Opponents of the Metropolitan Transportation Authority (MTA) East-West Transit Corridor, which was approved by the MTA in February, filed a lawsuit April 2 challenging the MTA's Environmental Impact Report (EIR), alleging that the report "understated the serious effects of the busway on Valley residents and ignored alternative transit projects that could have avoided these effects."
The controversial busway is slated to run along a 14-mile route through neighborhoods from Warner Center in Woodland Hills to the Metro Red Line subway station in North Hollywood. Supporters say it is a necessary and welcome means of improving mass transit. Opponents contend that the estimated $330 million project is too dangerous and expensive and that expanding the MTA's popular Metro Rapid Bus service would provide almost as many buses at 10 percent of the cost and with far fewer safety concerns.
Residents and staff of the Jewish Home for the Aging (JHA) gathered March 26 at Eisenberg Village on Victory Boulevard to celebrate the institution's 90th anniversary. About two dozen residents participated in blowing out the 10 candles (one for each decade and one for good luck) on the massive birthday cake.
The decorous moment was not without humor. As one bright-eyed resident in her 80s hovered nearby, a staff member asked if she wanted to move closer to watch her friends blow out the candles.
"Oh, yes," she replied. "I want to make sure they don't spit on the cake!"
For the Jewish community, like the rest of Los Angeles, the issue of Valley secession boils down to one key question: Will we be better off after secession than we are now?
If two Jews equal three opinions, what do you get when you mix five rabbis of various denominations to answer a topic as important as the origins of the Torah?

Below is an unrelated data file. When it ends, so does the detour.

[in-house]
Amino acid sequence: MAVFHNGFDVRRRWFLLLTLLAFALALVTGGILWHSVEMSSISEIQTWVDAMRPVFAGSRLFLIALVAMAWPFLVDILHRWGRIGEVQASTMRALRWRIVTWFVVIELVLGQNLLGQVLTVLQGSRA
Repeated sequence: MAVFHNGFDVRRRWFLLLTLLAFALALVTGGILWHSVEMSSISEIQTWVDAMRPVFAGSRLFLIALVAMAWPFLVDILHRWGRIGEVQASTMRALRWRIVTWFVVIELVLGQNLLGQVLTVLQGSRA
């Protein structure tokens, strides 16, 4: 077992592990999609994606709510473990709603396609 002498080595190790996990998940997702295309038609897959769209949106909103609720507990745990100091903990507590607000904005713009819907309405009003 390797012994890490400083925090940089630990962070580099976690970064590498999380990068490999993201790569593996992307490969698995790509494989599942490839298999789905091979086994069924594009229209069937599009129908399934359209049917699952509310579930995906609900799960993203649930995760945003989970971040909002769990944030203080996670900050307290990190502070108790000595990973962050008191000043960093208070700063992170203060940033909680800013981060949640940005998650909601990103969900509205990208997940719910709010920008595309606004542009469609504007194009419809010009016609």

Answer: A rather heated discussion, to say the least.
During the past year, Wolpe, the spiritual leader of Sinai Temple in Los Angeles, has been both vilified and lauded for his Passover sermon in which he questioned the truth of the Book of Exodus, as most of his congregants, indeed most of the Jewish world, had come to know it.
This is the first in a multipart series looking at the Jewish community and Valley secession. Let us know what you think about secession by taking part in our secession forum at www.jewishjournal.com/forum.
A woman in a peach-colored sweatsuit sits in a sunlit hallway at the Silverado Senior Living Center in Calabasas. Once she was a professor at a California State University campus, teaching English literature. Now, because of the effects of Alzheimer's disease, she barely has a word to share, only a bemused smile for people she thinks she recognizes.
Lay leader Marcy Howard said it was the biggest turnout she has ever seen at the Bernard Milken Jewish Community Campus in West Hills on Super Sunday.
An Israel advocacy mobile unit for college campuses. A community rabbi to cover the West San Fernando Valley. A series of cultural events to forge bonds between the Jewish communities of the East Valley. These are just a few of the innovative programs to be launched by grants from The Jewish Federation/Valley Alliance.
Human rights activist Medea Benjamin held up photo after photo from her recent trip to Afghanistan, each telling a unique horror story.
Last week's landmark decision by Israel's High Court of Justice to recognize Reform and Conservative conversions as valid for citizenship purposes drew strong reactions from Los Angeles clergy and activists.
On Wednesday, the New York headquarters of the Anti-Defamation League (ADL) announced it had reached a settlement with Lehrer, whom ADL National Director Abraham Foxman fired last December in a move that shocked and angered many Angelenos.
In an assembly hall at a Burbank middle school, a Holocaust survivor answers questions from her young audience. The inquiries are thoughtful, and the children serious, some even close to tears.
In this world, nothing is certain but death and taxes.
Teacher Mordechai Yomtov stood sobbing in his orange prison jumpsuit Monday in Los Angeles Superior Court as he pleaded guilty to two counts of committing continuous sexual abuse on a minor and one count of lewd act on a minor.
Like most of his grad student peers at Hebrew Union College-Jewish Institute of Religion (HUC-JIR), Rabbi Brian Zachary Mayer always thought he would eventually become a pulpit rabbi, even taking an assistant rabbi position at a prominent San Fernando Valley synagogue as training for the day he would lead his own congregation.